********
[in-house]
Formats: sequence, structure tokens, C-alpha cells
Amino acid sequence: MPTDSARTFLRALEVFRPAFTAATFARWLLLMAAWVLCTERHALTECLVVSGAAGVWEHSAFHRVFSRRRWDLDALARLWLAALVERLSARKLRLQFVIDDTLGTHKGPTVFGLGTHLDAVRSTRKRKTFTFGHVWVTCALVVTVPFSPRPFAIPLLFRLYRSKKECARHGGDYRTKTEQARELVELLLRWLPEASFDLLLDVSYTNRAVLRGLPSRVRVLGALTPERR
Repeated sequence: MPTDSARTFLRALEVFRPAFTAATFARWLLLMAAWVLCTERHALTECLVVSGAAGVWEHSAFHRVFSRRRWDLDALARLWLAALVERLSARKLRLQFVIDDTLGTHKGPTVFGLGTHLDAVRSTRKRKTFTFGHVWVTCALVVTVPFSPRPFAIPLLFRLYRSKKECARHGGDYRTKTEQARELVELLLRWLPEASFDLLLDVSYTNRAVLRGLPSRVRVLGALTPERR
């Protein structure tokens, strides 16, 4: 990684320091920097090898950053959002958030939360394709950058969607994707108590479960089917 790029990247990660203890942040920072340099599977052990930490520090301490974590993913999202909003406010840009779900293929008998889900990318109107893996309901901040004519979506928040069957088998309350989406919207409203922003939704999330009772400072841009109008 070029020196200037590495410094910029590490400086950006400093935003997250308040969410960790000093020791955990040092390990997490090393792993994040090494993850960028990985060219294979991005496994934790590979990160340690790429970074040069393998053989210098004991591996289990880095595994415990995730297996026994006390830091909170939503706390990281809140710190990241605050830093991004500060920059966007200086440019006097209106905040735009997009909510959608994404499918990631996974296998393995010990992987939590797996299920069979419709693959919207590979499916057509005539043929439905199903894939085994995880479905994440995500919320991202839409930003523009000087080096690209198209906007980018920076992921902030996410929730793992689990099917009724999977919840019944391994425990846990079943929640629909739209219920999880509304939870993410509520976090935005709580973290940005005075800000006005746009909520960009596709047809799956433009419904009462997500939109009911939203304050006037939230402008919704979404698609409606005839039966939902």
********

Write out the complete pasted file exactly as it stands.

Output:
[in-house]
Formats: sequence, structure tokens, C-alpha cells
Amino acid sequence: MPTDSARTFLRALEVFRPAFTAATFARWLLLMAAWVLCTERHALTECLVVSGAAGVWEHSAFHRVFSRRRWDLDALARLWLAALVERLSARKLRLQFVIDDTLGTHKGPTVFGLGTHLDAVRSTRKRKTFTFGHVWVTCALVVTVPFSPRPFAIPLLFRLYRSKKECARHGGDYRTKTEQARELVELLLRWLPEASFDLLLDVSYTNRAVLRGLPSRVRVLGALTPERR
Repeated sequence: MPTDSARTFLRALEVFRPAFTAATFARWLLLMAAWVLCTERHALTECLVVSGAAGVWEHSAFHRVFSRRRWDLDALARLWLAALVERLSARKLRLQFVIDDTLGTHKGPTVFGLGTHLDAVRSTRKRKTFTFGHVWVTCALVVTVPFSPRPFAIPLLFRLYRSKKECARHGGDYRTKTEQARELVELLLRWLPEASFDLLLDVSYTNRAVLRGLPSRVRVLGALTPERR
């Protein structure tokens, strides 16, 4: 990684320091920097090898950053959002958030939360394709950058969607994707108590479960089917 790029990247990660203890942040920072340099599977052990930490520090301490974590993913999202909003406010840009779900293929008998889900990318109107893996309901901040004519979506928040069957088998309350989406919207409203922003939704999330009772400072841009109008 070029020196200037590495410094910029590490400086950006400093935003997250308040969410960790000093020791955990040092390990997490090393792993994040090494993850960028990985060219294979991005496994934790590979990160340690790429970074040069393998053989210098004991591996289990880095595994415990995730297996026994006390830091909170939503706390990281809140710190990241605050830093991004500060920059966007200086440019006097209106905040735009997009909510959608994404499918990631996974296998393995010990992987939590797996299920069979419709693959919207590979499916057509005539043929439905199903894939085994995880479905994440995500919320991202839409930003523009000087080096690209198209906007980018920076992921902030996410929730793992689990099917009724999977919840019944391994425990846990079943929640629909739209219920999880509304939870993410509520976090935005709580973290940005005075800000006005746009909520960009596709047809799956433009419904009462997500939109009911939203304050006037939230402008919704979404698609409606005839039966939902």